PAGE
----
Living in a sprawling area, like Atlanta, or a compact one, like Boston, doesn’t just affect how you get around. A new study published in the Journal of Landscape and Urban Planning suggests it may also have a significant impact on your chances to escape poverty.

Children in a sprawling area like Atlanta are less likely to escape poverty than children living in compact regions, according to a new study. Image: ATL Urbanist

Children in a sprawling area like Atlanta are less likely to escape poverty than children living in compact regions, according to a new study. Image: ATL Urbanist

The study by Reid Ewing at the University of Utah compared upward mobility across 122 U.S. metro areas ranked from the most sprawling to the most compact. The researchers found a “strong, directional relationship” between compact built environments and upward mobility.

The study used previous research that measured the chances a child born in the bottom fifth of the national income distribution will reach the top fifth by age 30. There are huge differences between metro areas. For example, in Memphis Tennessee, the upward mobility rate was just 2.4 percent while in Provo, Utah, it was 14 percent.

The research team found that as compactness doubles, the chances of a child going from the bottom fifth to the top fifth increase 41 percent.

Ewing looked at how sprawl may affect children’s life chances by influencing factors like racial segregation, which previous research has shown to be negatively correlated to upward mobility, and income growth, which is positively correlated. The direct effect of sprawl itself, the authors found, was stronger than these indirect effects. They attribute the connection between compactness and upward mobility to “better job accessibility in more compact commuting zones.”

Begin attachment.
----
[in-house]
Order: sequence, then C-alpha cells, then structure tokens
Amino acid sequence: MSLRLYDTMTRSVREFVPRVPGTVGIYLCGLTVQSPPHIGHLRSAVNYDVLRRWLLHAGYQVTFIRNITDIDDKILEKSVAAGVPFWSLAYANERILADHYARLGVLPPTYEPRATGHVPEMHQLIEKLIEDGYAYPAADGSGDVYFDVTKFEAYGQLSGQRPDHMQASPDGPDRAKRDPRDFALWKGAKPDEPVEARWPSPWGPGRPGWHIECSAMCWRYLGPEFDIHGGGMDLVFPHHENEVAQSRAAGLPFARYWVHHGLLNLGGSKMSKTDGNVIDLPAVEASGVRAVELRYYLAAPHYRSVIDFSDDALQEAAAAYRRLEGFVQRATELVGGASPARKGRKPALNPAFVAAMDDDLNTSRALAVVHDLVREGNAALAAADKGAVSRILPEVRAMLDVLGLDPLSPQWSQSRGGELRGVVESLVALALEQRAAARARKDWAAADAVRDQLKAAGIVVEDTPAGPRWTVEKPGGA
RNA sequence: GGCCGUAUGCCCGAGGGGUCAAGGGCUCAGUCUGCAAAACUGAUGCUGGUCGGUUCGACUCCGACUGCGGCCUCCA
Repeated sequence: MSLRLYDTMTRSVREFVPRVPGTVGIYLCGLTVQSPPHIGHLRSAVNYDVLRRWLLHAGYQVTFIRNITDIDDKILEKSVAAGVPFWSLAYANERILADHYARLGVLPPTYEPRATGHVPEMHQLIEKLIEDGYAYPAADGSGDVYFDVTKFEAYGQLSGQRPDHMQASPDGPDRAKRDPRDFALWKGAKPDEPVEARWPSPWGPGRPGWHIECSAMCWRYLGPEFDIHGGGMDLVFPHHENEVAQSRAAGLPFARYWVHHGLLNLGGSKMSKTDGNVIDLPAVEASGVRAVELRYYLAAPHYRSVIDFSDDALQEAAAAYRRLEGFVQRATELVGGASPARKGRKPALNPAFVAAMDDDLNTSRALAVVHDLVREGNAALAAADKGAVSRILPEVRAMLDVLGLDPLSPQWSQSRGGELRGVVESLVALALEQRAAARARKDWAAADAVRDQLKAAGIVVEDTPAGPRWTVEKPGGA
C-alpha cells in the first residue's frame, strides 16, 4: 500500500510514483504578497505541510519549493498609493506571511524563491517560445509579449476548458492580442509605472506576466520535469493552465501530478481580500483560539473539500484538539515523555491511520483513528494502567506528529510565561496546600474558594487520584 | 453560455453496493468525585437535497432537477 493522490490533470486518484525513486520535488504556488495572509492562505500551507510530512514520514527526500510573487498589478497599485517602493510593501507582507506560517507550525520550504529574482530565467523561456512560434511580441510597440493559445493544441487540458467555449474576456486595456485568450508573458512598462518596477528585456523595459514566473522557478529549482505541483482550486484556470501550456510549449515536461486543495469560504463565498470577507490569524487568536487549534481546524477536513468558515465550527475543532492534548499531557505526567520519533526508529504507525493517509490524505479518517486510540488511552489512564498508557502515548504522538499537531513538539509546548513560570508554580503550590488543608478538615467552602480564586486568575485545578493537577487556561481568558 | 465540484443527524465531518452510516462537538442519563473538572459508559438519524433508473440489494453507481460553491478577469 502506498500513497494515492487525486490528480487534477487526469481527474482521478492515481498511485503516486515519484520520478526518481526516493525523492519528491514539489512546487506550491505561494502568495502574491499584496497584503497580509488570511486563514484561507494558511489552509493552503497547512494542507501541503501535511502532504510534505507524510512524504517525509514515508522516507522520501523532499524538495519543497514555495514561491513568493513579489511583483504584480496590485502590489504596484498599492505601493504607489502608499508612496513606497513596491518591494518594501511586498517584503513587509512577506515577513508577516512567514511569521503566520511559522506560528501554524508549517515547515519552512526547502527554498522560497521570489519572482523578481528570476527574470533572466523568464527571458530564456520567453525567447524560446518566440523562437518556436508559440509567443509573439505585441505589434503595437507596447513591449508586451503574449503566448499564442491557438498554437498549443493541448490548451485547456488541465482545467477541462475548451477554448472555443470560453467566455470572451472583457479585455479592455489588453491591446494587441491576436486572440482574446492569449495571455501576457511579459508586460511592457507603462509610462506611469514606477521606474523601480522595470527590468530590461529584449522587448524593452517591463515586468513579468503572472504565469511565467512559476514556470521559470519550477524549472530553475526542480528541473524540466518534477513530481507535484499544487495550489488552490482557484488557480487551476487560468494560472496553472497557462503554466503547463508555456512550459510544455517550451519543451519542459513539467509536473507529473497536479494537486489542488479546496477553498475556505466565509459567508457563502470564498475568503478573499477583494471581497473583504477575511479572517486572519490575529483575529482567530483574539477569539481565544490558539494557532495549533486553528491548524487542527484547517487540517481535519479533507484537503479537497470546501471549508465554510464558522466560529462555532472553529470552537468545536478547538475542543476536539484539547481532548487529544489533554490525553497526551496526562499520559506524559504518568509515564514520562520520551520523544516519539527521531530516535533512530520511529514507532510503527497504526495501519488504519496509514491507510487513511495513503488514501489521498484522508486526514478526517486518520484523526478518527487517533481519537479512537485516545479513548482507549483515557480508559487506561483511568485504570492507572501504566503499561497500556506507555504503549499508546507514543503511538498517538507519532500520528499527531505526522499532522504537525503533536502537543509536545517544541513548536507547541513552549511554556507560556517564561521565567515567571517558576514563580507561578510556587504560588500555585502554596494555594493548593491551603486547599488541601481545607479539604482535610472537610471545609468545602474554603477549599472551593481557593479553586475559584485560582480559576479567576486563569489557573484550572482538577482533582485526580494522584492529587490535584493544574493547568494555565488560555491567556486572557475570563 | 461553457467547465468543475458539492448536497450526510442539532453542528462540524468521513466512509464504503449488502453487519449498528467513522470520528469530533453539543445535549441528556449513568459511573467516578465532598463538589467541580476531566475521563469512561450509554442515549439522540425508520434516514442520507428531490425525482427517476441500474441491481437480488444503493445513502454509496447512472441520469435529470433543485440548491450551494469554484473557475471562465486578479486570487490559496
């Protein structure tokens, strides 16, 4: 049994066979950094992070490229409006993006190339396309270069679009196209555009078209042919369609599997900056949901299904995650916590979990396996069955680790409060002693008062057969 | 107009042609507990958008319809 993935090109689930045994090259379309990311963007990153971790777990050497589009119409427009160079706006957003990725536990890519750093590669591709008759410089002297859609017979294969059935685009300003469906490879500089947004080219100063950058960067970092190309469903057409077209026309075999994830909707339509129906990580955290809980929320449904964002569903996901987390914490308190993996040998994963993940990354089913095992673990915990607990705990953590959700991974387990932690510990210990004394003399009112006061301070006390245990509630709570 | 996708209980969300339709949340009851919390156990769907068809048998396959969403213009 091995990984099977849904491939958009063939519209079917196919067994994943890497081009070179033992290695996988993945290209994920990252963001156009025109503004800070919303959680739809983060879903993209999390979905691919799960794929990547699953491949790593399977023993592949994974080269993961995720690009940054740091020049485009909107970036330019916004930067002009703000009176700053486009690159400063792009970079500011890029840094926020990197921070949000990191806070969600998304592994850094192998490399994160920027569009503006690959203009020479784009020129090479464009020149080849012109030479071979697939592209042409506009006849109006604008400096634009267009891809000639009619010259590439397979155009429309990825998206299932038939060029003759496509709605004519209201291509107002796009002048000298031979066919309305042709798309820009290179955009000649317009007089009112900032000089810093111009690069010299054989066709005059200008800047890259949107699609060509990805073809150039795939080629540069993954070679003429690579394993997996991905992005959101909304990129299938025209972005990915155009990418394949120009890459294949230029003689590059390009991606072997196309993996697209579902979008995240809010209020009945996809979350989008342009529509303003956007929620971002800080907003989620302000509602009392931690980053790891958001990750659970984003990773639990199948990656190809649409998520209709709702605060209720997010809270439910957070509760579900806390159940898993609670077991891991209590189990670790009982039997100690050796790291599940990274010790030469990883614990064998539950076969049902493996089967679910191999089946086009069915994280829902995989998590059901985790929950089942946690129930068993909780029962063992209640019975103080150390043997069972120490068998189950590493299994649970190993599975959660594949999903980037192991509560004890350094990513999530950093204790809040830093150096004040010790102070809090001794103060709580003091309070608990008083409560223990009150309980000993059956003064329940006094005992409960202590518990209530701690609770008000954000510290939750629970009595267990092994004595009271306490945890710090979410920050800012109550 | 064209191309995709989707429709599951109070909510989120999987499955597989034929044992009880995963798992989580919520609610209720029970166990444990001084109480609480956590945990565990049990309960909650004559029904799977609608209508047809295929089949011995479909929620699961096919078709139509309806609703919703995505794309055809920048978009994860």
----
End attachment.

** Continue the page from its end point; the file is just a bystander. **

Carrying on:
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Real Estate Giant: Suburban Office Parks Increasingly Obsolete

What tenants want in an office building is changing, and the old model of the isolated suburban office park is going the way of the fax machine. That’s according to a new report from Newmark, Grubb, Knight and Frank [PDF], one of the largest commercial real estate firms in the world.

Suburban office parks are losing their luster, industry analysts say. Photo: Wikipedia

Suburban office parks are losing their luster, industry analysts say. Photo: Wikipedia

The old-school office park does “not offer the experience most of today’s tenants are seeking,” according to NGKF. As a result, the suburban office market is confronting “obsolescence” on a “massive scale.” More than 1,150 U.S. office properties — or 95 million square feet — may no longer pencil out, the authors estimate, though a number of those can be salvaged with some changes.

“Walkability and activated environments are at the top of many tenants’ list of must haves,” the report states. Office parks in isolated pockets without a mix of uses around them must have “in-building amenities” — including a conference center, a fitness center, and food service — to remain competitive, according to NGKF: “If tenants are not going to be able to walk to nearby retail or a nearby office property to get lunch, they had better be able to get it at their own building.”

The study took a close look at suburban office submarkets in and around Denver, Washington, San Francisco, Chicago, and New York. In the “southeast suburban” Denver office district, for example, office buildings within a quarter-mile of the new light rail line had a 1.7 percent vacancy rate. For those outside a quarter-mile, vacancy rates were nine percentage points higher.

NGKF’s findings don’t mean that office tenant preferences are in perfect alignment with walkability, however.

Parking was also important to the marketability of buildings in suburban Denver. The report notes that a lot of older management personnel prefer to drive, while younger workers want transit access. So buildings that offered both were in the highest demand.